Internet Goosing the Antithesis

Monday, September 24, 2007

Fundamentalist Discord

Hemant Mehta invited a fundamentalist Christian to his blog to answer questions. For the most part, she answered like she was supposed to:

Is there any scientific/religious disagreement in human history that you can point to where religion has been proven right, and science has been proven wrong?

At one time, the most up to date science there was thought that the earth was flat. The Bible had said already that it was round.

But her answers about how she was raising her daughter were encouraging:
I am trying daily to teach my daughter to think for herself. I don’t want anyone to make her choices for her, her friends, her future mate, or her mom and dad. Nobody can control her but her. Her choices will dictate where her life goes. I tell her often that all we can do is her parents is give her the best information we have to give to try and help her make good decisions, but all the deciding about who she’ll be and what she’ll do with her life is up to her.
We expect and even encourage our daughter, and will with our son once he’s old enough to understand, to question what she believes and why she believes it. A belief that won’t stand up to questioning isn’t really much of a belief.
However, when asked a specific question about questioning beliefs, she falls back in line:
Is there any amount of evidence that would be able to dissuade you of your belief in the Bible?

I guess the short answer to that question is no. I have struggles with belief from time to time, times where I feel very close and connected to God, and times where I feel really ticked at Him and want to pull the covers over my head and tune out and forget about church or anything like it. But as much as I can struggle or not like the way some things go on, there really is no other way of life for me. I’ve tried life without God and, for me, that just doesn’t work.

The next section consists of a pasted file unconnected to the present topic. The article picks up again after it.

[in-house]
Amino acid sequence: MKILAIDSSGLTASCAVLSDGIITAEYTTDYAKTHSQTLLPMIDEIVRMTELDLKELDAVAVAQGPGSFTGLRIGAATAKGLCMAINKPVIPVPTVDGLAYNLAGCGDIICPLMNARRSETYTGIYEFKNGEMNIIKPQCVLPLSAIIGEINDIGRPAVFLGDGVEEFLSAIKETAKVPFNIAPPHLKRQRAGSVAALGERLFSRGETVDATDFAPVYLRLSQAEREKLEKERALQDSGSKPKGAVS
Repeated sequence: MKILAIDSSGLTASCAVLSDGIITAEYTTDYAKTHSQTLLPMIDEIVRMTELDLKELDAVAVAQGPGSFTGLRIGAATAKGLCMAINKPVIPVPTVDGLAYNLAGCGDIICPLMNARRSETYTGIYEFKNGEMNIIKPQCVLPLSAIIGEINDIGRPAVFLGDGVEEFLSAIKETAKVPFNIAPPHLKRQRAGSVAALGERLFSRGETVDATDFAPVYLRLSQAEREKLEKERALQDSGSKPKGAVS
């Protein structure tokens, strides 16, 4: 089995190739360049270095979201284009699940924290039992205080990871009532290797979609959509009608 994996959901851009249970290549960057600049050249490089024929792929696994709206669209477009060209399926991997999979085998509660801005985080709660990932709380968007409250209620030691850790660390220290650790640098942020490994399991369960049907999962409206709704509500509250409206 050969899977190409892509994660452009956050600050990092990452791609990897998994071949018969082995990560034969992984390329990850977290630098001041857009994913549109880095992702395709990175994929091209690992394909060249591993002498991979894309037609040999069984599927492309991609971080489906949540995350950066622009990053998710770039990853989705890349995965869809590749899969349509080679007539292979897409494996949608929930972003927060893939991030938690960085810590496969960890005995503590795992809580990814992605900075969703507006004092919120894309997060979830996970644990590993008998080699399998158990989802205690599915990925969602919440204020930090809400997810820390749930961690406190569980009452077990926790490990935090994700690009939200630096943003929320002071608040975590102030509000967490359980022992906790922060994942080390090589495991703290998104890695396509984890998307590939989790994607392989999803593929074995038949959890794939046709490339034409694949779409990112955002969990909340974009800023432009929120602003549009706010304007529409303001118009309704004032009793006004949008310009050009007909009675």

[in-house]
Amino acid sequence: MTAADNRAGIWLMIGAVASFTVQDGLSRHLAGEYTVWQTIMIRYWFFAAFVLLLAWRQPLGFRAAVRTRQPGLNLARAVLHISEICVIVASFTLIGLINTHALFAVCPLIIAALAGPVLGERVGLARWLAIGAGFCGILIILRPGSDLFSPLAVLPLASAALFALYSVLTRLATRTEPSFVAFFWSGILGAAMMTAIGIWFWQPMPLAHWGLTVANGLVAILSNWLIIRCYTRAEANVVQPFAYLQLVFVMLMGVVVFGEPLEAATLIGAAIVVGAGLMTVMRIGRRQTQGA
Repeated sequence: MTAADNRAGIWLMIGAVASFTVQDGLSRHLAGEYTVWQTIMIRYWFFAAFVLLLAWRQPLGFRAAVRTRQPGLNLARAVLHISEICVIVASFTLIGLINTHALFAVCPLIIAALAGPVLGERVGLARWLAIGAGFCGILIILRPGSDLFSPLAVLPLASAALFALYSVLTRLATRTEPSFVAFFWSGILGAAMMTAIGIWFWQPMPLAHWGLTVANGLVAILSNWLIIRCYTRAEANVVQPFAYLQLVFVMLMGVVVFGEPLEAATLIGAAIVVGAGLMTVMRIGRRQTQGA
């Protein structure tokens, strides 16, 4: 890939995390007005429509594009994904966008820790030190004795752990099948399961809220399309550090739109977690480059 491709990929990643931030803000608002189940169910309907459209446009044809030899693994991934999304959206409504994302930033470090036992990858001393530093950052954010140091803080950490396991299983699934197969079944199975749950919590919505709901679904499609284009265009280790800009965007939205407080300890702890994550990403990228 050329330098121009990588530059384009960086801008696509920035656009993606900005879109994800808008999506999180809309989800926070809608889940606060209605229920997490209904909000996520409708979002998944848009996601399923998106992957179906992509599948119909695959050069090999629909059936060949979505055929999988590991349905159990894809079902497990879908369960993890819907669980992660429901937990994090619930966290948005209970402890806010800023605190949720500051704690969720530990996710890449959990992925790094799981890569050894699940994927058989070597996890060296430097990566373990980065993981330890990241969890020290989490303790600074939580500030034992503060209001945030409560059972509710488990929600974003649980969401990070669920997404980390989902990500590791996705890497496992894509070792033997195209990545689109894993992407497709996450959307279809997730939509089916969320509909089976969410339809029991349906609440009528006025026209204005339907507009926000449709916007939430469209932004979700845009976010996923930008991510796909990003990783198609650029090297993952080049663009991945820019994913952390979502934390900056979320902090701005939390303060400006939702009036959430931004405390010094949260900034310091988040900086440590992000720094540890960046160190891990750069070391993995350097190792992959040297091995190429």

The upshot of this is that she sounds magnanimous by claiming that her children are free to question their beliefs, but she doesn't allow for the possibility of there being any other answer than the truth of Christianity. Like most Christians, her subjective experiences trump anything else that can be shown her, and that spells trouble down the road if either of her children allow themselves to consider the evidence impartially and objectively.

Post a Comment


At 9/24/2007 10:47 PM, Blogger Bahnsen Burner declaimed...

Hi Zach,

Hope things are well with you!

The Christian responded: "At one time, the most up to date science there was thought that the earth was flat. The Bible had said already that it was round."

Saying that the earth is "round" does not contradict the belief that it is also flat. Round does not mean "not flat." A compact disc is flat, and it is round, too. Many primitive cosmologies, including that of the early bible authors, taught that the earth is essentially disc-like - round and flat. The bible nowhere states or even implies that the earth is spherical in shape.

What's more, Genesis also teaches that the sky is solid. This interpretation is specifically unavoidable given the Hebrew word that is typically translated "vault." Has science found that the sky is solid? No, not at all. But watch the apologists try to squirm their way out of it. It's quite entertaining.


At 9/25/2007 7:57 AM, Anonymous Anonymous declaimed...

Many have assumed that "the circle of the earth" (Isa. 40:22) indicates a spherical planet, but that is not the best interpretation of the passage.

I'm not concerned with phenomenological language in the Bible. The writers often expressed common usage rather than technical terms in the pre-scientific world.

Further, I am unimpressed with attempts to show the Bible teaches a solid-dome sky. The "expanse" of the sky is more poetic than precise. It is not a description of the nature of the sky.

Kevin H

At 9/25/2007 8:06 AM, Anonymous Anonymous declaimed...

Oh more thing. She certainly says her faith is unfalsifiable. But she is also typical of a utilitarian view. Whatever "works" is true.

Whatever "works" is highly subjective on a personal level, but also subject to falisification if something is discoved which "works" better!

Kevin H

At 9/26/2007 5:08 PM, Blogger Zachary Moore declaimed...


So, are you saying that fundamentalist Christianity just boils down to a kind of postmodern "it works for me" approach? That seems bizarre.

At 9/26/2007 11:34 PM, Anonymous Anonymous declaimed...

No, but I often see it boiled down to that. Saying, "it works for me" is fine as a testimony. But because something "works" on a personal level doesn't necessarily make it true.

How many times have you heard someone confronted with an inconsistency or problem with their view say, "Well, it works for me!"?



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